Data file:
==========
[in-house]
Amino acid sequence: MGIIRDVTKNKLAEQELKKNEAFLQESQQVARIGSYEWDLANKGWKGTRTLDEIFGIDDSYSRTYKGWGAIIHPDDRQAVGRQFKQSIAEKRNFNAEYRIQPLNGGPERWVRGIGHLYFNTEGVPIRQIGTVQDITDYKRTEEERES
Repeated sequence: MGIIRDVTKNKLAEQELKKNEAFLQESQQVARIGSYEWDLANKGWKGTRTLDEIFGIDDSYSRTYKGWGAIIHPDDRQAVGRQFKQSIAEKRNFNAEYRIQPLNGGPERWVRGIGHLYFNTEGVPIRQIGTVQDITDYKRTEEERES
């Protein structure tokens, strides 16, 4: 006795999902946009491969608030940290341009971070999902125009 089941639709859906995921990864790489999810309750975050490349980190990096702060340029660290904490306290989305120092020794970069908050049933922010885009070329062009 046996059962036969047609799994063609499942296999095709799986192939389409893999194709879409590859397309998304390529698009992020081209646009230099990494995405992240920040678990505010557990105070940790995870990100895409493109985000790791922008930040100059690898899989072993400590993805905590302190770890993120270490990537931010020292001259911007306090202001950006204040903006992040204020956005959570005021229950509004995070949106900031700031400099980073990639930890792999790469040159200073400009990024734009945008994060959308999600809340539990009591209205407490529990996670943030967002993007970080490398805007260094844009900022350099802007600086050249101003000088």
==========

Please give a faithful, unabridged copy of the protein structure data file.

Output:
[in-house]
Amino acid sequence: MGIIRDVTKNKLAEQELKKNEAFLQESQQVARIGSYEWDLANKGWKGTRTLDEIFGIDDSYSRTYKGWGAIIHPDDRQAVGRQFKQSIAEKRNFNAEYRIQPLNGGPERWVRGIGHLYFNTEGVPIRQIGTVQDITDYKRTEEERES
Repeated sequence: MGIIRDVTKNKLAEQELKKNEAFLQESQQVARIGSYEWDLANKGWKGTRTLDEIFGIDDSYSRTYKGWGAIIHPDDRQAVGRQFKQSIAEKRNFNAEYRIQPLNGGPERWVRGIGHLYFNTEGVPIRQIGTVQDITDYKRTEEERES
């Protein structure tokens, strides 16, 4: 006795999902946009491969608030940290341009971070999902125009 089941639709859906995921990864790489999810309750975050490349980190990096702060340029660290904490306290989305120092020794970069908050049933922010885009070329062009 046996059962036969047609799994063609499942296999095709799986192939389409893999194709879409590859397309998304390529698009992020081209646009230099990494995405992240920040678990505010557990105070940790995870990100895409493109985000790791922008930040100059690898899989072993400590993805905590302190770890993120270490990537931010020292001259911007306090202001950006204040903006992040204020956005959570005021229950509004995070949106900031700031400099980073990639930890792999790469040159200073400009990024734009945008994060959308999600809340539990009591209205407490529990996670943030967002993007970080490398805007260094844009900022350099802007600086050249101003000088």